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Is the Legal Profession Immune to ‘The Great Resignation’?

Posted on Oct 14, 2021

There are a multitude of reasons why employees choose to leave their jobs, some of which are very specific to the individual. Occasionally, a paradigm shift might influence a large number of people to take action and quit their jobs around the same time. COVID-19 has brought this about in the United States and other parts of the world in what’s been labelled ‘The Great Resignation’. 

According to Microsoft’s 2021 Work Trend Index, more than 40% of the global workforce are considering quitting their job in 2021. An additional US study conducted by PwC survey in early August 2021 found that 65% of employees said they are looking for a new job and 88% of executives said their company is experiencing higher turnover than normal. 

With extended lockdowns and slower uptake of vaccinations, the re-opening of Australia is lagging behind other developed countries and the trend for mass resignations has not yet arrived on Australia shores. 

We conducted research with our partners at LinkedIn to analyse the top-end of the Private Practice Law market in Australia and the past 12 months has resembled more of a ‘Great Retention’ than ‘The Great Resignation’:

The Great Retention

  • On average, 17.2% of Senior Associates at top-tier firms change employers each year across Australia. This has dropped to just 7.1% over the past 12 months (and less than 6% in Melbourne)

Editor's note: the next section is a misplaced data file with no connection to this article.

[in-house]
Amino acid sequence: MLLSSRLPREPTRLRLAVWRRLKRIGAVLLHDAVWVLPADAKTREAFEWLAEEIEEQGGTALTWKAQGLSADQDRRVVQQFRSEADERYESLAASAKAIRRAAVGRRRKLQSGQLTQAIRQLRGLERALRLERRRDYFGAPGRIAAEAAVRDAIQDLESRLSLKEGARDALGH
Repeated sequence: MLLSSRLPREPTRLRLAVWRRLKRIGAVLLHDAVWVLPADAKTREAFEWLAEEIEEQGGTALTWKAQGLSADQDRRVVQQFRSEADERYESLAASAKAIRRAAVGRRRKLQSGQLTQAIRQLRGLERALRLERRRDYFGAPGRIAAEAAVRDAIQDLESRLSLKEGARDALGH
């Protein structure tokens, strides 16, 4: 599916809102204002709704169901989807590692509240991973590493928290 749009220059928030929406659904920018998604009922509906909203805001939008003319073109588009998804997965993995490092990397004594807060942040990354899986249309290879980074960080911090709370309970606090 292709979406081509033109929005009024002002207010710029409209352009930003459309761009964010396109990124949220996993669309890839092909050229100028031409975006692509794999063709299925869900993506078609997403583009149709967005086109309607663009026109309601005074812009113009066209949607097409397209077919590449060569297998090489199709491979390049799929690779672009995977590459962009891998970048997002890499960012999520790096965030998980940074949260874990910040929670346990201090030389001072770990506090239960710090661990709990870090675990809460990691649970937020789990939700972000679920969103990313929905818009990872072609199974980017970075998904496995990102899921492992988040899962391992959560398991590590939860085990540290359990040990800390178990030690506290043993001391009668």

• On average, 33.3% of Solicitors, Lawyers, Associates and Senior Solicitors (1-5 PQE) at top-tier firms change employers each year. This has dropped to 9.25% over the past 12 months. 

Possible Reasons

  • Major firms have adapted to working-from-home quite well, with good systems and IT setups to facilitate a relatively smooth transition.
  • Lawyers consider WFH to be much easier to do with their existing firm because they already have an existing relationship with their supervising Partner and an internal reputation to fall back on if their work is disrupted (e.g. kids interrupting while home-schooling). 
  • Onboarding in a new firm and establishing relationships with supervisors/colleagues via Zoom is difficult and starting out with a new employer while WFH is seen as high risk. This makes it very easy for people who otherwise would have changed jobs to ‘ride it out’ and wait until this uncertainty is behind us.

‘The Great Retention’ is a good indicator that many law firms in Australia have adapted well to COVID-19 and in this period of uncertainty, the majority of lawyers have stayed with their firm. 

However, it is still possible that the ‘The Great Resignation’ will eventually occur in Australia. It’s been predicted that many industries will start to see this happening early next year. If this is the case, then the higher-than-average retention rates seen in the legal profession over the past 12 months could be flipped in the new year. It’s possible we could see an unprecedented number of lawyers changing jobs in 2022.